Imagine a technology which removed advertising from your field of vision. A curious invention for a capitalist company. The cynic inside us asks where the catch is. No start-up company presenting the idea of such technology to a venture capitalist would have got very far without the promise of profit.
The cynic inside has already eaten away something of us, was forced to do so. Capitalism teaches a moral that seems universal but is a truth which stretches only as far as its own boundaries, that “if it looks too good to be true, it probably is”. As a moral it has the reality principle on its side, seemingly, and so can always win, but perhaps only because it can make hard-headedness, mistrust, cynicism the shibboleth of entry into the adult world. We come to share the cynicism of the same ad-men temporarily held back by this technology, men and women who have graduated with MBA’s, degrees in Advertising – subjects which universities actually teach – men and women who have learned to become adept in pulling the wool over a fellow human’s eyes. That there could be an ἀρετή in Advertising is something one would hope would make Aristotle balk, rethink his own category.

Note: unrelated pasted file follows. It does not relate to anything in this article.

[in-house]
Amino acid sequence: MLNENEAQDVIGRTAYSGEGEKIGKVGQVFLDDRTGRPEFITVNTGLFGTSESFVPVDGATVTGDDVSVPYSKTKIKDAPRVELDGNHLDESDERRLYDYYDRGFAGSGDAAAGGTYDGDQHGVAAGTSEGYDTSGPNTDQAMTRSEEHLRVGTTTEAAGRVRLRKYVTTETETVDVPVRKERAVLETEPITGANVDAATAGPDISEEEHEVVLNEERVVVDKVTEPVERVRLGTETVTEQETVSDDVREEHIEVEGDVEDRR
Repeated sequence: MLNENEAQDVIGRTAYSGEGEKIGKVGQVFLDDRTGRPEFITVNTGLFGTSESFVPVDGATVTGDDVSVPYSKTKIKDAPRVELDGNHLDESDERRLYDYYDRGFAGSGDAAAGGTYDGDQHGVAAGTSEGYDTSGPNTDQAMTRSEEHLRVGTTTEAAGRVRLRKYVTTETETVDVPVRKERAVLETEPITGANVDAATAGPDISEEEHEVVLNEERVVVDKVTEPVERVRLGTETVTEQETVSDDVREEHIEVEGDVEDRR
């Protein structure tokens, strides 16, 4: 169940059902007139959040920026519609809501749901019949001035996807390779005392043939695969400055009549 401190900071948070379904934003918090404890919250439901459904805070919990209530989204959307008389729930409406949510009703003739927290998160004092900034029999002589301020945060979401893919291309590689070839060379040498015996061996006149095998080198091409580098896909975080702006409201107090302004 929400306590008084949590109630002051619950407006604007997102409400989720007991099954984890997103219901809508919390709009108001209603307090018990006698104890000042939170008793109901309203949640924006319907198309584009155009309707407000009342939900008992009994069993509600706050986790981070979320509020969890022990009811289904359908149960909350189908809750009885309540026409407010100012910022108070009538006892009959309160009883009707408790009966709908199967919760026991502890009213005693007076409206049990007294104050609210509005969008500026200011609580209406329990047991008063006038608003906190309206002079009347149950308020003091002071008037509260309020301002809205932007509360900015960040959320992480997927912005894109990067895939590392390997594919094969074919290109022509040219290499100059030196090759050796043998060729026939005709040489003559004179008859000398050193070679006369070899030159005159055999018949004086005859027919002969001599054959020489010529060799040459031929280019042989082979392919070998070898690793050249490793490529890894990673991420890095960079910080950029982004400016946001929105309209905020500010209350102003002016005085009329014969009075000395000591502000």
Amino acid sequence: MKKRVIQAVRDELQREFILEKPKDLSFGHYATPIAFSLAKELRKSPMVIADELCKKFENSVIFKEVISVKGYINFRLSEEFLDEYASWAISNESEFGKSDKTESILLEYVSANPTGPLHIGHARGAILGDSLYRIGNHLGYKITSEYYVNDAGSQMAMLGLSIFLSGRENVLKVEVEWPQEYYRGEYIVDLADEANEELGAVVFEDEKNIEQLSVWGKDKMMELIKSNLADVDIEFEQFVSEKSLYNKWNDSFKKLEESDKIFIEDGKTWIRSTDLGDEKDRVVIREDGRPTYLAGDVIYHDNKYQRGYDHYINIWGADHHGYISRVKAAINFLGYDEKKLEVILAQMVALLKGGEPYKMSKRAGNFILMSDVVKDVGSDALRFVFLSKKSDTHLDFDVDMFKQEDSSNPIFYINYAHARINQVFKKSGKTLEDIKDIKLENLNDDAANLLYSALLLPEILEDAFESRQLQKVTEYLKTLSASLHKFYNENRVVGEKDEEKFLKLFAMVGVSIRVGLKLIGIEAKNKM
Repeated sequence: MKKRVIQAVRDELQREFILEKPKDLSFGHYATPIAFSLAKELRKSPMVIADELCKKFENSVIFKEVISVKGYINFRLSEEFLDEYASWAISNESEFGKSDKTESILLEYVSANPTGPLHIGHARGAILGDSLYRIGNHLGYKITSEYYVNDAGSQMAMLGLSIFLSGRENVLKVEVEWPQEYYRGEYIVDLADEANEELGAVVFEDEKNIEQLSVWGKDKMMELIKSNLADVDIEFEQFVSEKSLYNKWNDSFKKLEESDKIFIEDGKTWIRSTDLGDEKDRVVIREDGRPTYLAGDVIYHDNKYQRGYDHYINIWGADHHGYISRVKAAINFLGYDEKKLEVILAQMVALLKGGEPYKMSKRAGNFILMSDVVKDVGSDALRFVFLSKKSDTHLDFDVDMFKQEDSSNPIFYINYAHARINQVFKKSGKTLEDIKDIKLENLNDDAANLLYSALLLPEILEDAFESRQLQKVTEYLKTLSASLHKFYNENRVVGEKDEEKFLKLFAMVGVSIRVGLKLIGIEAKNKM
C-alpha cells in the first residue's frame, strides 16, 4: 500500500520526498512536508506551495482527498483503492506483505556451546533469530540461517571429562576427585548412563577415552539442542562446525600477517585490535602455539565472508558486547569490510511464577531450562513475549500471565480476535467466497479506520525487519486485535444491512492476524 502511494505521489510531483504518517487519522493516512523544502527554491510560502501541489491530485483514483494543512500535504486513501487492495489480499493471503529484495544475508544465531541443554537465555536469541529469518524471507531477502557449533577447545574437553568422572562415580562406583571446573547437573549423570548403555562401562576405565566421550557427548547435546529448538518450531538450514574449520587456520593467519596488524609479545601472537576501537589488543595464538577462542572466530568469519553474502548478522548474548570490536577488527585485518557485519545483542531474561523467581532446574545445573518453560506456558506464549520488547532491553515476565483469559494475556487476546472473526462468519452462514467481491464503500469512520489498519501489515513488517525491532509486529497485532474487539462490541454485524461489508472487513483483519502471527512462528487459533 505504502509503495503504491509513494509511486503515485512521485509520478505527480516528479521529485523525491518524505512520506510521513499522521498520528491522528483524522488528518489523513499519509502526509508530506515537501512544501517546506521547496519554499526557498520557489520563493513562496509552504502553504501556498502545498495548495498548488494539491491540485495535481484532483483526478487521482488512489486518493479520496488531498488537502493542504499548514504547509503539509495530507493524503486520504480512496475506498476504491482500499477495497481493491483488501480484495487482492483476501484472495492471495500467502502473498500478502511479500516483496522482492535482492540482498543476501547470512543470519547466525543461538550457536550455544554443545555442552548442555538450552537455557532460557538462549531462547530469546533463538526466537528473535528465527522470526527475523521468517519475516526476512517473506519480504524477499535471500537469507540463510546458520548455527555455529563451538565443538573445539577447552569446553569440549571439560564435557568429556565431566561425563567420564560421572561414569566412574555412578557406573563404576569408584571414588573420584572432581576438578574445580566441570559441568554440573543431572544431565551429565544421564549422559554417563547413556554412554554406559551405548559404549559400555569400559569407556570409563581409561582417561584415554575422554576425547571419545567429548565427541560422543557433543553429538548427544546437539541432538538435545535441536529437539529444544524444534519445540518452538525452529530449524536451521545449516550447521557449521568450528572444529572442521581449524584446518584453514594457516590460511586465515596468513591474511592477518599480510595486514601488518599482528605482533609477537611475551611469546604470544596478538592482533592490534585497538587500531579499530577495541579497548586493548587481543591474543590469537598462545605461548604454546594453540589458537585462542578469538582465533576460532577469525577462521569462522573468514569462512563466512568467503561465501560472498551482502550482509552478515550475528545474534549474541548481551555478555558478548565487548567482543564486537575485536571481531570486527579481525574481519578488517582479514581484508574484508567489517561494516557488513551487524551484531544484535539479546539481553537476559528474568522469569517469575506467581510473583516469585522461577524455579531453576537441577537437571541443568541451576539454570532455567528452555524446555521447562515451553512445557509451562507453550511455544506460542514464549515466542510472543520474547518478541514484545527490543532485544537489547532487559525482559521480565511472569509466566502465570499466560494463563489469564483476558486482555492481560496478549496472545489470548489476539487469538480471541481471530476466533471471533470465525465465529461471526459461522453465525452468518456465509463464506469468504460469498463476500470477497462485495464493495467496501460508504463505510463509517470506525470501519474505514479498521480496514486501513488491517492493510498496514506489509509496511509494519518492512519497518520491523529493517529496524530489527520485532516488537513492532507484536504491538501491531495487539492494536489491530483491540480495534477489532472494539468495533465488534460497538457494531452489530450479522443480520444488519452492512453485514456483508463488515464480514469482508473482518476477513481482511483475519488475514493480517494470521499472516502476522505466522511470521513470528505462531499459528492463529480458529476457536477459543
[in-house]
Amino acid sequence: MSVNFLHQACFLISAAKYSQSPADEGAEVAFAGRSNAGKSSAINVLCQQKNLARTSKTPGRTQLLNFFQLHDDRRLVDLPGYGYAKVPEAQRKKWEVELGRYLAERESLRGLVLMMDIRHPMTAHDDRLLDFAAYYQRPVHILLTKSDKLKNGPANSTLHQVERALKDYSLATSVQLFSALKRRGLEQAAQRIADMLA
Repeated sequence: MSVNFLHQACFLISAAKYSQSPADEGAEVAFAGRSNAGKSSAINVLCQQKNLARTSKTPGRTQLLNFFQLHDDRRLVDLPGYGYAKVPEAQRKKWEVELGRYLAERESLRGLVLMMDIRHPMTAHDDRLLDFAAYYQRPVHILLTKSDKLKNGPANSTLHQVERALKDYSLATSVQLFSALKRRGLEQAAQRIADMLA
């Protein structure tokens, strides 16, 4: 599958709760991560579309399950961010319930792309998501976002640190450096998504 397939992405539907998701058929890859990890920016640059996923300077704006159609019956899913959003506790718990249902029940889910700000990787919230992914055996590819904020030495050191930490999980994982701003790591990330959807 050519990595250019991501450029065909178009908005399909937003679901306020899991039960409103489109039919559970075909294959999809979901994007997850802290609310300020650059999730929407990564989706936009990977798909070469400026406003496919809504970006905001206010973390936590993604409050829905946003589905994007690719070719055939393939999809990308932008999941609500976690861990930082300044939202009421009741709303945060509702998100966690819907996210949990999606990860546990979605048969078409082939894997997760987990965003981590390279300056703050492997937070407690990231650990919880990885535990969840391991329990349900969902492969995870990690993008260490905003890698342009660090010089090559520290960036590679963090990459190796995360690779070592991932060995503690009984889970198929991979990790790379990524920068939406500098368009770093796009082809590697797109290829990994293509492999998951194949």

“If it looks too good to be true, it probably is”, these consumer rights programmes tell us. Caveat Emptor: it is really the consumer’s responsibilty to beware the deception of advertising, not the State’s responsibility to regulate it. Far be it from the State to legislate against illusion. In any case the advice is given in full knowledge that few will heed it, since the ‘free’ market relies not on consumer information (Hayek) but on lack of it. Only thus persists the production of exchange values which are no longer even use values.
If it looks too good to be true, it probably is. As the developer’s own example perhaps inadvertantly shows, we are to be liberated from the distraction of advertising at the cost of remaining computer-enchained brutes. Gregor Samsa need not worry about being Willy Loman, salesman, he can wake as plain old Gregor Samsa, insect.